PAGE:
1921: After work stints abroad, Guccio Gucci founds a small leathergoods manufacturer and opens his first shop in Florence.
1938: A Gucci shop opens in Rome.
1953: Guccio Gucci dies when the company is at the peak of its success; by then all four of his sons — Aldo, Ugo, Vasco and Rodolfo — have joined the firm.
1960-1980: The company navigates through troubled waters, until Rodolfo’s son, Maurizio, takes the helm in the early Eighties to relaunch the brand.
1984: Domenico De Sole joins Gucci America Inc.
1989: Investcorp SA, a Bahrain-based investment bank with operations in London and New York, acquires 50 percent of Gucci. Maurizio Gucci retains the other half and runs the company. Dawn Mello, the former president of Bergdorf Goodman, moves to Milan as creative director.
1990: Tom Ford moves to Milan from New York to join Gucci as the company’s women’s wear designer.
1993: With $200 million in revenues, Gucci is close to liquidation. Maurizio Gucci sells his shares to Investcorp and leaves the company for good.
1994: Tom Ford is appointed creative director of Gucci, responsible for ready-to-wear, fragrances, image, advertising and store design. His first hit is the extremely sexy stiletto version of the horsebit loafer, which bows for fall-winter 1994-1995. De Sole is appointed chief operating officer.
1995: Gucci’s initial public offering coincides with Ford’s blockbuster fall winter 1995-96 collection with Seventies-inspired silhouettes: low-slung pants, slinky silk-satin shirts and skinny ribbed sweaters, all worn under nipped mohair and frock coats.
Madonna dresses head-to-toe Gucci at the MTV Video Music Awards.
De Sole becomes chairman of the board and chief executive officer of Gucci Group N.V.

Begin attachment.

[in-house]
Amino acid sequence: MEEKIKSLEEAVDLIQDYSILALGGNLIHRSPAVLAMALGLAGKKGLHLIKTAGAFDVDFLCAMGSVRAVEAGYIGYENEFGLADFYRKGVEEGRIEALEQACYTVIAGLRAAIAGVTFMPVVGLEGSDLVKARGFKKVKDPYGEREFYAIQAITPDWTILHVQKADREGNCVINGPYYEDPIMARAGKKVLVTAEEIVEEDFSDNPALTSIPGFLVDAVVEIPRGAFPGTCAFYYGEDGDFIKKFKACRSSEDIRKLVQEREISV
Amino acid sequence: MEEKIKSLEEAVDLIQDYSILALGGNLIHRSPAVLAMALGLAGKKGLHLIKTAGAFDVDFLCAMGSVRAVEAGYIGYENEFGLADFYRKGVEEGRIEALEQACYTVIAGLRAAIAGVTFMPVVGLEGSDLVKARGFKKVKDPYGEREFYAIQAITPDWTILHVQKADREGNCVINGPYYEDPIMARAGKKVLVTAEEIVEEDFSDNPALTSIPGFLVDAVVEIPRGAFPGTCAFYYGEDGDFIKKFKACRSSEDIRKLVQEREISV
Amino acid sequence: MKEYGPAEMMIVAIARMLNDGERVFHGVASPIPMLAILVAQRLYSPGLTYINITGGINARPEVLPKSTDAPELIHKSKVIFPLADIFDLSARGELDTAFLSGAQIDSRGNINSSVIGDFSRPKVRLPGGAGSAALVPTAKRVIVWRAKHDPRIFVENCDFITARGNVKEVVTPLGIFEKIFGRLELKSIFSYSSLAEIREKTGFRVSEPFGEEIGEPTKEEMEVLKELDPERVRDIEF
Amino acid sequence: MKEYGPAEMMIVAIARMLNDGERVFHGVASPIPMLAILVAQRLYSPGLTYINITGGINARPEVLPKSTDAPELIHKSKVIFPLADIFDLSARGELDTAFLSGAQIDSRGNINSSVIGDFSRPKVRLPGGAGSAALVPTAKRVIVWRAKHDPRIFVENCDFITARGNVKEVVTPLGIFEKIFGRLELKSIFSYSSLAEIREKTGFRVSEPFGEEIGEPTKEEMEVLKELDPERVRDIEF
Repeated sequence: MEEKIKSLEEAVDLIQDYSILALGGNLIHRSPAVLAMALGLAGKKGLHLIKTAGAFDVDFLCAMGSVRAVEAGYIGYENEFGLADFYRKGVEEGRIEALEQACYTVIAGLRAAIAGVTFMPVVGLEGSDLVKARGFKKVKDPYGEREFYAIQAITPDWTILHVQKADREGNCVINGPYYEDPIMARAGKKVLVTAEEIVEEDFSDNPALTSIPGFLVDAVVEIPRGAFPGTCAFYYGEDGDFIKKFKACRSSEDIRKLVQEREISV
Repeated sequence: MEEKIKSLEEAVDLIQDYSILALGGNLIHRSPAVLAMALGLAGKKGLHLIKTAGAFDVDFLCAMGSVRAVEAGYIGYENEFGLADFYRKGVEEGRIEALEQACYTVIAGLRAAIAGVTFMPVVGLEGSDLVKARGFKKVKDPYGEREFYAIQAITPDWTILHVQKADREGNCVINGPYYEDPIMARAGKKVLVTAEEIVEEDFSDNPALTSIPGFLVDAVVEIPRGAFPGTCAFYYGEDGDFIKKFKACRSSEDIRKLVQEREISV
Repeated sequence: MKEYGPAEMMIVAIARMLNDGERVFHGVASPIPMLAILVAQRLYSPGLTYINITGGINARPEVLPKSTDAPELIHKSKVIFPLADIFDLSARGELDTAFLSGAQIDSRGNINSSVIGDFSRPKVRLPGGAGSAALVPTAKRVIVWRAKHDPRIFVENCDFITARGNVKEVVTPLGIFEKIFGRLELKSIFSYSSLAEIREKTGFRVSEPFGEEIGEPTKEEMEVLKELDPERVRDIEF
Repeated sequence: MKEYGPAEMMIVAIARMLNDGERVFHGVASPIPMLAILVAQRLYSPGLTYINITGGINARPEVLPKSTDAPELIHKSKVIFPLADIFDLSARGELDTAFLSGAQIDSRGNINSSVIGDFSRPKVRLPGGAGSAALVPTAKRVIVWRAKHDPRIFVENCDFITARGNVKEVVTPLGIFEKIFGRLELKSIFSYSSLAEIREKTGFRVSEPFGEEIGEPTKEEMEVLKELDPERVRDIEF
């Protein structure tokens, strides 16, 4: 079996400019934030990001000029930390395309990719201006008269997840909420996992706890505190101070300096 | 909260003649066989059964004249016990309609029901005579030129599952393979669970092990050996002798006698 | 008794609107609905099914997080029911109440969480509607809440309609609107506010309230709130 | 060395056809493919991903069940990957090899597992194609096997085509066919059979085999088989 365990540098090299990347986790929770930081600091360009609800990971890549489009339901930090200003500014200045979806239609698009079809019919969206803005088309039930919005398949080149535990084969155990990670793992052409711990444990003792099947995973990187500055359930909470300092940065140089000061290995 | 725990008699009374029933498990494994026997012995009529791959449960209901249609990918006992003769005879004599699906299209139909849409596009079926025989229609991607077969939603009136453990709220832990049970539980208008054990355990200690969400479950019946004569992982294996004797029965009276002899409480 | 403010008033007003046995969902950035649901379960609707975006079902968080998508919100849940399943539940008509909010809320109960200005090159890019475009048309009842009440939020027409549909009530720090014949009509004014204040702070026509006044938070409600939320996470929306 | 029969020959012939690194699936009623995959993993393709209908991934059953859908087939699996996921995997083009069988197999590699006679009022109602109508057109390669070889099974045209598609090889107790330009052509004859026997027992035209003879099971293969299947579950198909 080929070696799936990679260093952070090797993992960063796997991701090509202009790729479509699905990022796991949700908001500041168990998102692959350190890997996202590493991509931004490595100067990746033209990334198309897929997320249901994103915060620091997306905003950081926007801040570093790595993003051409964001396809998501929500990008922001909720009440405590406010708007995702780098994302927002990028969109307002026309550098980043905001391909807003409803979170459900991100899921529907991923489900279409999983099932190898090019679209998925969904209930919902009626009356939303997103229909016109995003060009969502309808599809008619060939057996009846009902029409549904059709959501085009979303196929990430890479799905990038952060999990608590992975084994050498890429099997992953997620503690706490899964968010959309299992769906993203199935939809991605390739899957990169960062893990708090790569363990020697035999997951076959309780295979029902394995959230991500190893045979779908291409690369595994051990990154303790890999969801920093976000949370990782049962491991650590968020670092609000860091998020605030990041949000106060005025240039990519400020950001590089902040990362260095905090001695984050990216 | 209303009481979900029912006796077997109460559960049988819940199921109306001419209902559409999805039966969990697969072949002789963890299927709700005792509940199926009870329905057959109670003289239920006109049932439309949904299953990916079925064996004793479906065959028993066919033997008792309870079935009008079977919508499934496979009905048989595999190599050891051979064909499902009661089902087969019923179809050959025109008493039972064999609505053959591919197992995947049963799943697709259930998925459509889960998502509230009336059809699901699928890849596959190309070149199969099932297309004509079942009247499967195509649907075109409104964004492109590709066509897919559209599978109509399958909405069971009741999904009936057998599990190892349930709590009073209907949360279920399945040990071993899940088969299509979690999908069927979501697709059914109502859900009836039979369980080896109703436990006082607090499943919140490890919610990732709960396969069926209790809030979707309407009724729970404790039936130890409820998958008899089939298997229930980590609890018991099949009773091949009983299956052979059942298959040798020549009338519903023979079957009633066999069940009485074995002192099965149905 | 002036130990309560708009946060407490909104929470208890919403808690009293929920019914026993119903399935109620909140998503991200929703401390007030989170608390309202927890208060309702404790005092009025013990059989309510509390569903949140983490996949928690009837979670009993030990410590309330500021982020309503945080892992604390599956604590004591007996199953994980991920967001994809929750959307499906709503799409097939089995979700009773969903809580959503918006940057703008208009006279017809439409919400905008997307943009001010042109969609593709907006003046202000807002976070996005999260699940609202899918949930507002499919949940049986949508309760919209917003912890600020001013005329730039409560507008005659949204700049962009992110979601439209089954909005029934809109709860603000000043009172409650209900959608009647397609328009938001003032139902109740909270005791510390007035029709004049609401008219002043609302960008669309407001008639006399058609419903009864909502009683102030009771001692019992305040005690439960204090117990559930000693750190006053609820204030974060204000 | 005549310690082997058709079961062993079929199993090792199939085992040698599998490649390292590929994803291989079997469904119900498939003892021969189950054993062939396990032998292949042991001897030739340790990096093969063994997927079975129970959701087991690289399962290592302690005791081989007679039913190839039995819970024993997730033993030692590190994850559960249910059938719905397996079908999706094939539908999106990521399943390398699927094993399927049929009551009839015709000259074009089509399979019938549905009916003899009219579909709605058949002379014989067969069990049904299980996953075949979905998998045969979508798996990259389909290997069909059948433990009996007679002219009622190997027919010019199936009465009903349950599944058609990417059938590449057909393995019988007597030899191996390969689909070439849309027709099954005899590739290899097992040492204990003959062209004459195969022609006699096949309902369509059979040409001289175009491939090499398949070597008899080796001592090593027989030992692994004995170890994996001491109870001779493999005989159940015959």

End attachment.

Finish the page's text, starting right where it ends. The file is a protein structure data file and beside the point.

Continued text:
1996: Ford wins the CFDA Award for international designer of the year, the first of 20 awards he will collect throughout his Gucci career.
1997: Gucci acquires Swiss group Severin Montres, its watch licensor for 23 years.
1999: In March, Gucci enters a strategic alliance with the French Group Pinault-Printemps-Redoute (PPR) to fight off a takeover by rival French conglomerate, LVMH Moët Hennessy Louis Vuitton. The same year, Gucci uses the funds it received from PPR to acquire Yves Saint Laurent and Sanofi Beautè and a controlling stake in Sergio Rossi. Ford becomes creative director of Yves Saint Laurent ready-to-wear.
2000: Gucci acquires Boucheron, the fabled French jewelry house, and signs an agreement to acquire 51 percent of Alexander McQueen and Bedat & Co., the luxury watch producer.
2001: In September, at the end of a three-year litigation with LVMH, an agreement stating the French company’s definitive exit from Gucci’s capital is reached. On the basis of this agreement, PPR undertakes to guarantee to all shareholders the option to sell their Gucci Group shares in March 2004 at a fixed price of $101.50 per share, subsequently reduced to $85.52 per share.
Also during the year, Gucci acquires a majority stake in accessories maker Bottega Veneta, 50 percent of Stella McCartney and all of Balenciaga.
2003: On Nov. 4, PPR announces that it will not renew the contracts of Ford and De Sole and that they will leave Gucci on April 30, 2004. The two men said later that the breakdown in talks resulted from the issue of management control of Gucci as well as PPR wanting Ford to give up designing Yves Saint Laurent.
2004: With the fall-winter 2004-2005 collection, highlighted by knockout evening numbers, fabulous coats, sexy silhouettes and dragon-buckle bags, Ford takes his last bow on the Gucci runway. Ford considers a career in Hollywood, while De Sole plans to move to South Carolina. Ford is replaced at Yves Saint Laurent by Stefano Pilati and at Gucci by the trio of Alessandra Facchinetti, Frida Giannini and John Ray.